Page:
With Young Machetes, the Blood Brothers may have officially proved that album after album, they will consistently bring challenging, innovative thoughts to the table that actually come out on the other end as awfully tight, intense and enjoyable songs.
What this tends to mean is hyperactive, jagged, noisy fits of chaos that are yet always under the band's control. None proved it further than 2004's Crimes, which simultaneously featured some of the band's most ambitious and accessible songs (i.e. "Love Rhymes with Hideous Car Wreck). It's quite an amazing thought that the band had to tone it down from 2003's Burn, Piano Island, Burn simply after realizing that that album's songs were so complex, they were challenging to the band to play them live. Thus you have Crime's restraint and more simple yet greatly effective songwriting. However, some sort of nostalgic tick must have burrowed beneath the band's collective skin, because Young Machetes contains some of the Blood Brothers' most downright intense and complex moments in their career -- even more so than Burn.
First, however, this intensity is conveyed in mid-tempo, caterwaul car crashes, like opener "Set Fire to Face on Fire." The Blood Brothers have always been that rare band that could repeat the song title -- or at least, a noticeable portion of it -- ad nauseam and avoid it sounding even remotely cheesy ("Burn, Piano Island, Burn," "USA Nails," "Crimes"), and they take full advantage of that smug swagger here as well as tracks like "Camouflage, Camouflage," "Vital Beach," "Spit Shine Your Black Clouds," "Rat Rider," and "Huge Gold AK-47." Perhaps this is due to their absolutely fierce, unrelenting intensity -- the band has always been aggressive in a spastic manner, and that's part of what keeps them far, far from any chance of being filed under a straight hardcore punk heading.
We're already getting off track here. In "Fire," multiple guitar tracks collide and tear forth, while Mark Gajadhar sounds like he's preparing for his own increasing explosion on the percussion. The noticeably darker tone continues on "We Ride Skeletal Lightning," charged by Johnny Whitney's high-pitched wail and a spectacularly mindblowing tempo change in its last minute. Whitney's intention in the last several years was to challenge himself vocally, and on Machetes, it definitely shows. His would be particularly alienating to the untrained ear on the first single, the bouncy "Lazer Life," and he actually manages to match the manic quality of the cabaret-like piano that's turned up in the sudden spasm towards the end. It's an absolutely wonderful, compelling song overall though, and offers a welcome alteration in the mood.
The restraint of Crimes certainly comes into play a few times, but it's easy to embrace as a breather is often needed. "Camouflage, Camouflage" is stretched out to nearly 5 minutes but in a fine fashion with its latter section slowing down ever so attentively. Before "1, 2, 3, 4 Guitars" launches into its closing frenzy it's dependent upon a slower, more methodical base. "Street Wars, Exotic Foxholes" is a good and solid, light 5:31 stomp.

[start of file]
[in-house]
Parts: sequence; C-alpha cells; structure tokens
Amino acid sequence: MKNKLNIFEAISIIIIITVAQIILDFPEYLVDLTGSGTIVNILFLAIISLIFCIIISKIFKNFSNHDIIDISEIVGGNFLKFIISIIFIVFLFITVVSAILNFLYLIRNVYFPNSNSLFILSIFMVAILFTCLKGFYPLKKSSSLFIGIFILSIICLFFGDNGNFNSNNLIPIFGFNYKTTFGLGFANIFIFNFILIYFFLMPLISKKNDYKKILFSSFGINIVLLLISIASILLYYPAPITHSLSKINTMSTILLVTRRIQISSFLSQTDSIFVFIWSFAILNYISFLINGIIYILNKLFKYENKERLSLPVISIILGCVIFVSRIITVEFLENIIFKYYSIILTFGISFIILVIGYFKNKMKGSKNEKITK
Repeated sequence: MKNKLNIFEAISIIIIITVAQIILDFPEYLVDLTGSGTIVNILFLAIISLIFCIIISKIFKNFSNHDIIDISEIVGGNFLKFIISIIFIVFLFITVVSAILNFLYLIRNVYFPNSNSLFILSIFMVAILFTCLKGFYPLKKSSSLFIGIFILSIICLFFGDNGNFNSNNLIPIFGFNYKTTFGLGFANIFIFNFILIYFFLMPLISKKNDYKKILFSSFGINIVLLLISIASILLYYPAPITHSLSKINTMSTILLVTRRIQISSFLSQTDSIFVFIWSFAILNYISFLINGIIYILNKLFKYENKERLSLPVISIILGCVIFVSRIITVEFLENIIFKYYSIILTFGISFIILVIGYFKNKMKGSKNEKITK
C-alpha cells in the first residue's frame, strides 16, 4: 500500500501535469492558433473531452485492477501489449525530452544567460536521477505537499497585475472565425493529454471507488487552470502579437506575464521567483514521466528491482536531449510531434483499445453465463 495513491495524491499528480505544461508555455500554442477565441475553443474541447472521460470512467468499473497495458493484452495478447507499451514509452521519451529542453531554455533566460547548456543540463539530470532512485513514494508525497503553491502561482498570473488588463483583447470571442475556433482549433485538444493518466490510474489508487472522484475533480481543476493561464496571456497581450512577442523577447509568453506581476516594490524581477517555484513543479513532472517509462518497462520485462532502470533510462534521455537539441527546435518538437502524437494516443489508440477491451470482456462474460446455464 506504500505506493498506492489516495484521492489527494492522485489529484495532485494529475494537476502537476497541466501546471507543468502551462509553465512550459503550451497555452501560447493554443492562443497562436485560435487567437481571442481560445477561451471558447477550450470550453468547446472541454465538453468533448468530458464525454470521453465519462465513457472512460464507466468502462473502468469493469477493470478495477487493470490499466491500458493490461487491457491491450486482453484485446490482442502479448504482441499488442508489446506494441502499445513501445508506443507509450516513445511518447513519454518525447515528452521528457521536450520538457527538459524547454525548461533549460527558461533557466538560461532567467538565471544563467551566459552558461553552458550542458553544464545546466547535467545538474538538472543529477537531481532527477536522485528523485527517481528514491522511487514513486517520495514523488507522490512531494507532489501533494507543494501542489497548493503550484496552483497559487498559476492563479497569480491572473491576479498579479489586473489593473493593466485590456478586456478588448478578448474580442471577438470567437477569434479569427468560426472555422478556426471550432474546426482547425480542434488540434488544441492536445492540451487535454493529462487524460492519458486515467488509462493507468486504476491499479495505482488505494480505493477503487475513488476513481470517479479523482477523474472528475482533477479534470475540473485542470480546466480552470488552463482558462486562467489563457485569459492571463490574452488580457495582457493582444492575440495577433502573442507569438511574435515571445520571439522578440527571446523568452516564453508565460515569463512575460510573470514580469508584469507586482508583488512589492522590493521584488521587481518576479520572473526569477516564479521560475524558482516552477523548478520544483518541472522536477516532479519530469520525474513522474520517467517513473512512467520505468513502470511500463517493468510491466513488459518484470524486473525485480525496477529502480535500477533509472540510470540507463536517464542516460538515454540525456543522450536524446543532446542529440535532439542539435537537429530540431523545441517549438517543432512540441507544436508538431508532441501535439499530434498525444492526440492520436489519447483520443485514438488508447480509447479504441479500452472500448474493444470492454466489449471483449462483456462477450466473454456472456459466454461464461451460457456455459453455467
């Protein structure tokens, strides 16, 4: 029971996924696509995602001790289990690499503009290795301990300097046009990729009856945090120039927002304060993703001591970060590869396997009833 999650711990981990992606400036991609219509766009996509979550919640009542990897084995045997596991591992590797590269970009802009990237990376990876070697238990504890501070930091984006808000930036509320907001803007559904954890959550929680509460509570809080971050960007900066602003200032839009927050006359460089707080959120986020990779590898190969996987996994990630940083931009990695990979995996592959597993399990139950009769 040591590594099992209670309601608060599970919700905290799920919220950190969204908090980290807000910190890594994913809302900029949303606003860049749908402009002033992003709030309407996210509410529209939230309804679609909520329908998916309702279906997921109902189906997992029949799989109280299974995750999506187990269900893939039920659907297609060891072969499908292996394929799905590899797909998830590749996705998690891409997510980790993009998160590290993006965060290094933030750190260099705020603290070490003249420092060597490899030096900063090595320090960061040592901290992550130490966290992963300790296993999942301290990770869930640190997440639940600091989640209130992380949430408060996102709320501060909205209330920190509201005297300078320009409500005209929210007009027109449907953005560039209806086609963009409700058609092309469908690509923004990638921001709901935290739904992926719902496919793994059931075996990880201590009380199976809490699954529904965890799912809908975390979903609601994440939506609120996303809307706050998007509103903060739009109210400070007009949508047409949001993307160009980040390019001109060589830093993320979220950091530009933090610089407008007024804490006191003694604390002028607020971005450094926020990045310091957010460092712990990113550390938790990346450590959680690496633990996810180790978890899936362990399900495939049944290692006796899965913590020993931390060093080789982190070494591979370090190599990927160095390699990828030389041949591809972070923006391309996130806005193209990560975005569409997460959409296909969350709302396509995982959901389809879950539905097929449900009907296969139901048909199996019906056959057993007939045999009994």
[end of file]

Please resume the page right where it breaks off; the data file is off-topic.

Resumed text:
The fourth fifth of the album is really where things become an absolute barrage of harsh audio. The band finds an energy like no other, capturing their youthful exuberance and yet beating it with instrument tracks that seem to race each other through the durations of "Nausea Shreds Yr Head" and "Rat Rider." It's as if the apocalypse is rapidly approaching and the band is playing to beat it. However, earlier on there's a few numbing fits of interlacing screams; "You're the Dream Unicorn" finds Whitney and Jordan Blilie trading off rapid, spitfire lines in the chorus, backed by pounding drums and guitars played by wrists that could only belong to androids.
Lyrically, it felt as though Crimes was still abstract, but that time around, carefully so. That type of mindset carries itself on Machetes, making cautious, deliberate mockeries of some of society's more questionable practices: redundancy, excessiveness, indulgent industrialization, and corporate ladder climbing ambition, and nearly always through metaphorical, random scenarios strewn together to the point of both humor ("Still the seagulls mutter, 'What'cha doing with your life?'") and inconceivability ("My spine's a limousine that drives all night but never goes anywhere").
The Blood Brothers' Young Machetes is the band's longest album at just over 50 minutes, but they're smart to have waited this long to hit that eclipse -- they're strong enough to write 15 songs that command the listener's attention for nearly every second. Unlike this review, it's long, but not longwinded. Only getting more and more cynical with age, certainly as time goes by there is absolutely no compromising their songwriting and quest for complex, arty conveyances of societal frustration. Few other acts can pull in some of their early career traits that were so desirable to begin with and fully avoid making it sound like rehashing, but with Young Machetes this and more is accomplished. No question, one of the band's top efforts and one of the year's best overall; highly recommended.
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